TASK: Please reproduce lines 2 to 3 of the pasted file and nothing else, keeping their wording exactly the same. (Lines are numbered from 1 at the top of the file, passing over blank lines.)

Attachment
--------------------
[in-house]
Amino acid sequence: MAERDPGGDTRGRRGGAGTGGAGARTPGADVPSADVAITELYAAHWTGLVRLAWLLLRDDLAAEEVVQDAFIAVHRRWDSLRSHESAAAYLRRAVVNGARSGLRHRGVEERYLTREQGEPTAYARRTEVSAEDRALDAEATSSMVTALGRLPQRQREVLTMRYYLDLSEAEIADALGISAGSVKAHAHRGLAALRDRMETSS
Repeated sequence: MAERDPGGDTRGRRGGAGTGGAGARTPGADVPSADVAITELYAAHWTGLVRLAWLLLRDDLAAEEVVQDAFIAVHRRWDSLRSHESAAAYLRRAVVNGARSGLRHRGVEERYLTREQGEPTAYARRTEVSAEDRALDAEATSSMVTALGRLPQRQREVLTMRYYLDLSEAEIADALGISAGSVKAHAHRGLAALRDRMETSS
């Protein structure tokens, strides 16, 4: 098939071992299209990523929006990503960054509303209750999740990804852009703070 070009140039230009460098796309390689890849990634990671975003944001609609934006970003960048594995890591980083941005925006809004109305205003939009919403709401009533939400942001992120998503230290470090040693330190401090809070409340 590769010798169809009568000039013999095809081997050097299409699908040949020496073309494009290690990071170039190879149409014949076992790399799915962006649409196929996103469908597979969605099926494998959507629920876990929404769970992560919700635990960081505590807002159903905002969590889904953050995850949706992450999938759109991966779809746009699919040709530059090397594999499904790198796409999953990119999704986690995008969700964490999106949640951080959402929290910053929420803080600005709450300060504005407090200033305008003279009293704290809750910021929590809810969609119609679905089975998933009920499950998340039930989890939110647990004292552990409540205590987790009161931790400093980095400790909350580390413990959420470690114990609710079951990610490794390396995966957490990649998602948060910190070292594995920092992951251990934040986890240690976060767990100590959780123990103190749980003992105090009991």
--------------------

Amino acid sequence: MAERDPGGDTRGRRGGAGTGGAGARTPGADVPSADVAITELYAAHWTGLVRLAWLLLRDDLAAEEVVQDAFIAVHRRWDSLRSHESAAAYLRRAVVNGARSGLRHRGVEERYLTREQGEPTAYARRTEVSAEDRALDAEATSSMVTALGRLPQRQREVLTMRYYLDLSEAEIADALGISAGSVKAHAHRGLAALRDRMETSS
Repeated sequence: MAERDPGGDTRGRRGGAGTGGAGARTPGADVPSADVAITELYAAHWTGLVRLAWLLLRDDLAAEEVVQDAFIAVHRRWDSLRSHESAAAYLRRAVVNGARSGLRHRGVEERYLTREQGEPTAYARRTEVSAEDRALDAEATSSMVTALGRLPQRQREVLTMRYYLDLSEAEIADALGISAGSVKAHAHRGLAALRDRMETSS